Even fifty years later she remembered the storm, vividly.  She described it as a "a wild storm" with a black sky, thunder, lightening, and an intense driving rain.  It was nothing like she had ever seen before.  When the storm finally stopped she started to hear sirens.  Lots of them.  One after another.  Emergency vehicles--police cars, fire trucks, ambulances--racing up Main St. to the north part of the city.  She said it wasn't long before emergency vehicles began to return back down Main St., sirens still blaring.  Again, fifty years later, my mom's most vivid memory besides the storm itself, was of seeing pick-up trucks carrying dozens of bloody, wounded people down Main St. to hospitals around Worcester.  There were too many injured people and not enough ambulances to transport everyone.

When my mom finally did get home she was relieved to find everything was okay.  My grandmother, who was at home at the time, described an awful storm.   The family home, the home where I later grew up, was near Indian Lake in Worcester.  My grandmother said that after the storm passed, she looked out at the lake and saw huge, churning waves like you might see on a stormy day at the ocean.  My mother and her family still had no idea what had happened.  They didn't know that a massive tornado, one mile in width, had just blown through the city less than two miles away from their home.  They were the lucky ones.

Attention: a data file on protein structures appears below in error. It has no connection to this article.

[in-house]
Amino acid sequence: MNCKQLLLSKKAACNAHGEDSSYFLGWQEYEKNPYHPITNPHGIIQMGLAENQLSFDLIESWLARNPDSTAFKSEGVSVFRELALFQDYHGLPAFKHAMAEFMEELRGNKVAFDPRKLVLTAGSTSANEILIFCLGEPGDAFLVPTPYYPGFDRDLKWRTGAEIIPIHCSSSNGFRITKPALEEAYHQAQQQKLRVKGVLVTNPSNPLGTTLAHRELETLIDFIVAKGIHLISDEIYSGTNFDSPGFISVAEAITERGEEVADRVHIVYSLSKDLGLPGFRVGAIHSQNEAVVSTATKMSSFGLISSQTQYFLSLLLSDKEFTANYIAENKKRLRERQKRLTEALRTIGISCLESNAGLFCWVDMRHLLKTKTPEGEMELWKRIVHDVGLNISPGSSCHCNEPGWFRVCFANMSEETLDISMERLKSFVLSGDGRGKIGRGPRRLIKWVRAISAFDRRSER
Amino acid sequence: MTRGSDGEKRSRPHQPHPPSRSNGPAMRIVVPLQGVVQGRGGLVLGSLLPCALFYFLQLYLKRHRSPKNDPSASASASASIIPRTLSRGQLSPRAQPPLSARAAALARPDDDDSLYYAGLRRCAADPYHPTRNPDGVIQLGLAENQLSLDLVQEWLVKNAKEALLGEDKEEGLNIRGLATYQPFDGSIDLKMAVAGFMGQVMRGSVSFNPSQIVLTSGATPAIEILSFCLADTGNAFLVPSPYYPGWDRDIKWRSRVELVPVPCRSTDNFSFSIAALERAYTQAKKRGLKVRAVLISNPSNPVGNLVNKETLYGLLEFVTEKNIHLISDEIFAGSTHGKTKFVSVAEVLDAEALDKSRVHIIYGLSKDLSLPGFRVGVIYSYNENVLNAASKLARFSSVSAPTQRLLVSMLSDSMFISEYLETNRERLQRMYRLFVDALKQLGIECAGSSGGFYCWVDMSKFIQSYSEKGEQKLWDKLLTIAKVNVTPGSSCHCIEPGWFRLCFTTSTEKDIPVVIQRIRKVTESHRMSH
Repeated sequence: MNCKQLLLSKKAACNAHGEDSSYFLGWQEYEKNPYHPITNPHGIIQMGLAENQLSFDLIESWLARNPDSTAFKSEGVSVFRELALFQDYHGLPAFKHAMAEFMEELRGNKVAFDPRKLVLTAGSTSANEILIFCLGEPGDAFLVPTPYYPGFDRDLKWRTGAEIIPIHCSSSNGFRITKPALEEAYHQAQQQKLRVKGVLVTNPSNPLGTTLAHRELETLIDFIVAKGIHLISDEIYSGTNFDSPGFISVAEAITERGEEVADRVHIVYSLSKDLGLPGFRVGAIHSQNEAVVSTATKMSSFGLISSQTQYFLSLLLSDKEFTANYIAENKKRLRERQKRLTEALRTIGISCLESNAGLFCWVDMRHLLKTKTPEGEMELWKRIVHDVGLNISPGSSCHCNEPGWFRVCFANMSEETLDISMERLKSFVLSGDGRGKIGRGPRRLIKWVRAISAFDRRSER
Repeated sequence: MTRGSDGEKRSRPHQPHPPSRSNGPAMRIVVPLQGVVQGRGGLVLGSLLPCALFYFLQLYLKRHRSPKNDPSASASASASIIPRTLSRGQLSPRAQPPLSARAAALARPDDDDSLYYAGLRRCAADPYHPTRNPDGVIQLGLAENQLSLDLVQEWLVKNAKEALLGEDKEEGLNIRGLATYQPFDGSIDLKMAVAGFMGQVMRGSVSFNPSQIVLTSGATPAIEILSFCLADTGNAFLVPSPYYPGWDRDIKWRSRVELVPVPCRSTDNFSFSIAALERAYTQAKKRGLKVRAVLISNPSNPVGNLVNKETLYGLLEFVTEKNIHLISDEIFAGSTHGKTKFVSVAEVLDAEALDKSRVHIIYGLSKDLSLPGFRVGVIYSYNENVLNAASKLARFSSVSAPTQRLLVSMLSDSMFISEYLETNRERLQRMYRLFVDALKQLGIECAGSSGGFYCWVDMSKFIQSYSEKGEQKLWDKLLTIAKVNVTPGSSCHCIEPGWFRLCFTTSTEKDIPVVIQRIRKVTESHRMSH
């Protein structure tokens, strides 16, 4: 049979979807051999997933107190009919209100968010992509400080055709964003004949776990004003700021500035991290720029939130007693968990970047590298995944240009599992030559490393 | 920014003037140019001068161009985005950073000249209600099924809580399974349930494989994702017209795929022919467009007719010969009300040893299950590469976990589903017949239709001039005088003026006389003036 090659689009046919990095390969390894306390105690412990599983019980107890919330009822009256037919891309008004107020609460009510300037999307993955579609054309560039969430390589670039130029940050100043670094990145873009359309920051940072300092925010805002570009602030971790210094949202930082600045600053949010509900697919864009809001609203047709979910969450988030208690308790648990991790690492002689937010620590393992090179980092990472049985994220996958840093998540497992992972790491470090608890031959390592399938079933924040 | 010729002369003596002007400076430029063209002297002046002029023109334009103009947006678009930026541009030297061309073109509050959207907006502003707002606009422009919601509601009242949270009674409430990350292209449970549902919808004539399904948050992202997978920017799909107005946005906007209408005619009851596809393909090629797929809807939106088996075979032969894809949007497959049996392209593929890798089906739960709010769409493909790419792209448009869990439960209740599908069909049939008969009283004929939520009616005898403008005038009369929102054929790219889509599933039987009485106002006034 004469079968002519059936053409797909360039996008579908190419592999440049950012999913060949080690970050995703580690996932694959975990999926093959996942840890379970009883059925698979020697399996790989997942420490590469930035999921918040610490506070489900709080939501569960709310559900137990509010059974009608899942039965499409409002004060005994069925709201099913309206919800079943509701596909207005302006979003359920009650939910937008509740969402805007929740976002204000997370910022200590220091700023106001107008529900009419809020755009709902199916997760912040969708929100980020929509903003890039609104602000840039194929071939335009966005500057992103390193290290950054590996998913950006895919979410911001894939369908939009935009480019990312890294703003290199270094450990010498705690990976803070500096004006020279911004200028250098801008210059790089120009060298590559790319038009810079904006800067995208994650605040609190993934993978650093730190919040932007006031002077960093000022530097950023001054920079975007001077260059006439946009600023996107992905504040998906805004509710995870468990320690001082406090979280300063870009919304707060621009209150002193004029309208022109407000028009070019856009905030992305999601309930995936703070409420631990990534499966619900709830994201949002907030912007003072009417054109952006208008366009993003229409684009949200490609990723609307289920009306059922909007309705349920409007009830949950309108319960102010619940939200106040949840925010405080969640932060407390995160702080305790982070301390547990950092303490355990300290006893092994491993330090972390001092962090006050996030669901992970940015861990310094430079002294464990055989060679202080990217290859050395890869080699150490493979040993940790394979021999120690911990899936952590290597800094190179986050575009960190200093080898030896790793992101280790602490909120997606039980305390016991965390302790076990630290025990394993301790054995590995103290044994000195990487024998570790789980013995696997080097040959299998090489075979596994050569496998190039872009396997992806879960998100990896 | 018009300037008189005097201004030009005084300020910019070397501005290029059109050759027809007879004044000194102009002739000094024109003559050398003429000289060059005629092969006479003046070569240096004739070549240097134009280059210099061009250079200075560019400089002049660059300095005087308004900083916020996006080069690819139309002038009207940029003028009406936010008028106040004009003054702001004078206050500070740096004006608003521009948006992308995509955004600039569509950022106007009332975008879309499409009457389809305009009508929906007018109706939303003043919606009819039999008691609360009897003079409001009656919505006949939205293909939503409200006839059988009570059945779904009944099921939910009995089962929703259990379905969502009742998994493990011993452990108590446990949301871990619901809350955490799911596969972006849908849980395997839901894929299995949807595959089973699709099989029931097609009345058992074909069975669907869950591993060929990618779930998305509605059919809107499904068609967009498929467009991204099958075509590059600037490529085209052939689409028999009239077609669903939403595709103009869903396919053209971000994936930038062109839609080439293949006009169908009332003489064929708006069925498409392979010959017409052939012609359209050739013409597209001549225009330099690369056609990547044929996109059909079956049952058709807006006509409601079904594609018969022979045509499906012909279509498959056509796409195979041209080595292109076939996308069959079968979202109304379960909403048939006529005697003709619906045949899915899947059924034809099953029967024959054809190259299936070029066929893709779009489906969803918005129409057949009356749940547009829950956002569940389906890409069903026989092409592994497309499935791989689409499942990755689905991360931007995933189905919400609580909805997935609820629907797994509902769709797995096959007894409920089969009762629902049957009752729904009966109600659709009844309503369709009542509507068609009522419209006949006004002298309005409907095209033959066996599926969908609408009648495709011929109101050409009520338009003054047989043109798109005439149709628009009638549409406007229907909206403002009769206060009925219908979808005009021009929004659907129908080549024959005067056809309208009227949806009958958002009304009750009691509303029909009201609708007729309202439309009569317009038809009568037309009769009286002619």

For my family the tornado was a close call, and given the losses other people suffered, more like an inconvenience.  My parents wedding was scheduled June 13, and there was some doubt as to whether they would be able to hold their wedding reception in Sterling, two towns north of Worcester.  The wedding guests were able to drive around and through the areas of destruction, and the reception went on as scheduled.

The Worcester tornado left a path of destruction through Petersham, Barre, Rutland, Holden, Worcester, Shrewsbury, Westboro, and Southboro.  A second funnel cloud spun off the initial storm near Grafton to travel southeast eventually ending in the Wrentham area.  When all was said and done 94 lives were lost, 15,000 were left homeless, 4,000 homes were destroyed, and the storm did damage to the tune of $53 million, in 1953 dollars.